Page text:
Since its introduction in 2006, cloud computing has transformed the operations of businesses around the world, providing a reliable, versatile solution for storing the vast volumes of information required in the modern day.
Digital by Default claims that 88 per cent of organisations are now using cloud services, a figure that is only set to rise. Considering the fact that over 70 per cent of UK firms will allow remote working by 2020, it should be no surprise that 75 per cent say their cloud usage will increase over the next 12 months.
But what does the future hold for cloud computing safety? Will it provide a secure option for businesses going forwards? Find out in our safety in cloud computing analysis.
Cloud computing safety: an analysis
According to Digital by Default, the top corporate concerns regarding cloud security include data loss or leakage (49%), privacy (46%), confidentiality (42%), and legal compliance (39%). However, the majority of threats to cloud security are not based on the integrity of the system itself.
According to their research, 70 per cent of unauthorised access to cloud materials is performed by organisations’ own employees. Improper training may be responsible for external data breaches, too – 65 per cent of employees admitted to using a single password across applications, whereas 33 per cent said they share passwords with co-workers.
With cloud technology constantly evolving, businesses should be less concerned about system vulnerabilities and focus on company compliance with security regulations to prevent everything from accidental data loss to account hijacking. This may include using only secured networks, and storing sensitive data locally. It is also wise to introduce regulations limiting the use of personal devices for cloud access and preventing employees from accessing their own personal cloud storage at work.
Hybrid and multi-cloud models
A key change in cloud computing in the next 12 months is the rise of hybrid and multi-cloud models. This involves companies using a combination of clouds to store data of differing levels of sensitivity. For example, companies could place less valuable data in public cloud, with more sensitive information in the private cloud within that hybrid space.
According to SOAD 2018, this tactic is already widely used in the corporate sphere. 54 per cent of EMEA businesses determine which cloud is best for each application on a case by case basis, whereas 75 per cent of respondents claimed to use multiple cloud providers.
As IT Pro Portal explains, this approach means
“a company can use separate cloud providers for its infrastructure and software services, or it can use a number of infrastructure providers for a variety of workloads.”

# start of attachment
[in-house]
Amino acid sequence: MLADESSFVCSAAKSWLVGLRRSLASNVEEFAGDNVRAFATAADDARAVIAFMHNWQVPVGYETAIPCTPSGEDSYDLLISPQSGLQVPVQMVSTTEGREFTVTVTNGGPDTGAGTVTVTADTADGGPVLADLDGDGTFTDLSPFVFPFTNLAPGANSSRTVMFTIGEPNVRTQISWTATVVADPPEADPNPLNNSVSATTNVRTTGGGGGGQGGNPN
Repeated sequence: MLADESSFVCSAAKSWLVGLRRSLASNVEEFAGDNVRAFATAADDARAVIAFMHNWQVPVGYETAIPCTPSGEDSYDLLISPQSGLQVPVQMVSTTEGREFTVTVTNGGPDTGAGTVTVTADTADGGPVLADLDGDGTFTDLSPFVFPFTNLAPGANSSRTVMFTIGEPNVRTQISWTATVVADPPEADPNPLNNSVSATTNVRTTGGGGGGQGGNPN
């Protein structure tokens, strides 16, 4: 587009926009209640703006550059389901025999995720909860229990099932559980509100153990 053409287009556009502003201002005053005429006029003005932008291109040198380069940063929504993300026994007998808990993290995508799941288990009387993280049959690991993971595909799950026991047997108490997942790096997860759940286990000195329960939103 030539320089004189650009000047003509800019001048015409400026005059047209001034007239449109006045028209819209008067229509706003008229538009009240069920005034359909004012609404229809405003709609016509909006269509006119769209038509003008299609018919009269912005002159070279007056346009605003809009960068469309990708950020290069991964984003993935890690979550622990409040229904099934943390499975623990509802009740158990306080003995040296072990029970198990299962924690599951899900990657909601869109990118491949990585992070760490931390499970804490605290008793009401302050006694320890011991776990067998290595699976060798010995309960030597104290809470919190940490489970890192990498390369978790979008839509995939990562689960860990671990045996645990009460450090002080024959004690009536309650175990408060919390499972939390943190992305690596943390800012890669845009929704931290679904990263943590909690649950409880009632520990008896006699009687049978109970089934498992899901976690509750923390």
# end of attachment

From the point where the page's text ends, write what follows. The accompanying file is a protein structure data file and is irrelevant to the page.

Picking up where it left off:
This also means that if one cloud vendor experiences a problem, the company can seamlessly switch workloads to a different vendor. It also enables businesses to perform intensive cloud computing analysis, controlling even trace faults in all its cloud resources from one single platform, increasing security and business efficiency.
Future benefits of the cloud
As cloud computing evolves, it is predicted to hold even more benefits for companies who implement it successfully. Cloud computing analysis shows that this method of data storage will not only prevent company assets being compromised, it also improves business optimisation. As Digital by Default note,
“Cloud computing allows workers to access company data and applications via the Internet, anywhere and anytime.”
This makes teams more efficient, allowing them to respond dynamically to their workload, wherever they are.
Importantly, cloud computing will continue to protect end-users from identity fraud and data loss. This should be a top priority for any law firm, because it will increase client trust in your services, and improve business reputation exponentially.
Automated cloud computing safety and protection
According to Ralf Sydekum, one of the key myths that businesses need to dispose of in terms of cloud computing is the idea that IT departments can still manually cope with security threats.
“The threat landscape is more sophisticated than ever due to volumetric attacks, malicious bots, and other tools targeting apps and sensitive data. Many traditional practices are no longer effective because they are too labour intensive and time inefficient to protect what really matters. This is where automation comes in to streamline and standardise IT processes, as well as remove human error.”
With the future of cyber security only set to become more complex, now is the time to put your information in the hands of data protection specialists who have the resources and expertise to ensure your systems are safe at all times.